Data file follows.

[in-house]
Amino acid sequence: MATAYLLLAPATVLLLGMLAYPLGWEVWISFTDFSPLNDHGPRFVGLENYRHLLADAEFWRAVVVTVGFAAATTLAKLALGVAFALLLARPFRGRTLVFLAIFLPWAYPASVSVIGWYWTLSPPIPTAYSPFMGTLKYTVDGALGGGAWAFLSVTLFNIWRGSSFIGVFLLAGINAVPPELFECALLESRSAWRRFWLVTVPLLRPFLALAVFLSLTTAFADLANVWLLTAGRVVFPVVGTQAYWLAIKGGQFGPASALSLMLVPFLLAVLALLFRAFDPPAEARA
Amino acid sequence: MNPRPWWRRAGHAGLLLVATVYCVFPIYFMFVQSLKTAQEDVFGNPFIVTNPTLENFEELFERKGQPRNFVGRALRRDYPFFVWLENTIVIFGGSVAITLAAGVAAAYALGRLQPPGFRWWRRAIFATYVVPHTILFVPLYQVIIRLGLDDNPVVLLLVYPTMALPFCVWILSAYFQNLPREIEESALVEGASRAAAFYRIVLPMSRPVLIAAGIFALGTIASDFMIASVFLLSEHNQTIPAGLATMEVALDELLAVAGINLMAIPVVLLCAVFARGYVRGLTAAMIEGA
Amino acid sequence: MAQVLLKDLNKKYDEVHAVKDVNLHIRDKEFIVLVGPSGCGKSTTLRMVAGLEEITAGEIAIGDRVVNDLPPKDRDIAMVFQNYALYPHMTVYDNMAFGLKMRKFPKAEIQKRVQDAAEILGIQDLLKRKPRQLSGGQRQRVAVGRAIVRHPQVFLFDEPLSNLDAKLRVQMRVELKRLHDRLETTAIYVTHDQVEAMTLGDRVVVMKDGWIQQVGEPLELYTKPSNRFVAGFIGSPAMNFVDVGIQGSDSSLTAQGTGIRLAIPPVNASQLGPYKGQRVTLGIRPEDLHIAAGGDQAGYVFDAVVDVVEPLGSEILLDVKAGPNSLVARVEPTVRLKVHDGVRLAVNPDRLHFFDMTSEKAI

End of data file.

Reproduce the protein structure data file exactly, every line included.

[in-house]
Amino acid sequence: MATAYLLLAPATVLLLGMLAYPLGWEVWISFTDFSPLNDHGPRFVGLENYRHLLADAEFWRAVVVTVGFAAATTLAKLALGVAFALLLARPFRGRTLVFLAIFLPWAYPASVSVIGWYWTLSPPIPTAYSPFMGTLKYTVDGALGGGAWAFLSVTLFNIWRGSSFIGVFLLAGINAVPPELFECALLESRSAWRRFWLVTVPLLRPFLALAVFLSLTTAFADLANVWLLTAGRVVFPVVGTQAYWLAIKGGQFGPASALSLMLVPFLLAVLALLFRAFDPPAEARA
Amino acid sequence: MNPRPWWRRAGHAGLLLVATVYCVFPIYFMFVQSLKTAQEDVFGNPFIVTNPTLENFEELFERKGQPRNFVGRALRRDYPFFVWLENTIVIFGGSVAITLAAGVAAAYALGRLQPPGFRWWRRAIFATYVVPHTILFVPLYQVIIRLGLDDNPVVLLLVYPTMALPFCVWILSAYFQNLPREIEESALVEGASRAAAFYRIVLPMSRPVLIAAGIFALGTIASDFMIASVFLLSEHNQTIPAGLATMEVALDELLAVAGINLMAIPVVLLCAVFARGYVRGLTAAMIEGA
Amino acid sequence: MAQVLLKDLNKKYDEVHAVKDVNLHIRDKEFIVLVGPSGCGKSTTLRMVAGLEEITAGEIAIGDRVVNDLPPKDRDIAMVFQNYALYPHMTVYDNMAFGLKMRKFPKAEIQKRVQDAAEILGIQDLLKRKPRQLSGGQRQRVAVGRAIVRHPQVFLFDEPLSNLDAKLRVQMRVELKRLHDRLETTAIYVTHDQVEAMTLGDRVVVMKDGWIQQVGEPLELYTKPSNRFVAGFIGSPAMNFVDVGIQGSDSSLTAQGTGIRLAIPPVNASQLGPYKGQRVTLGIRPEDLHIAAGGDQAGYVFDAVVDVVEPLGSEILLDVKAGPNSLVARVEPTVRLKVHDGVRLAVNPDRLHFFDMTSEKAI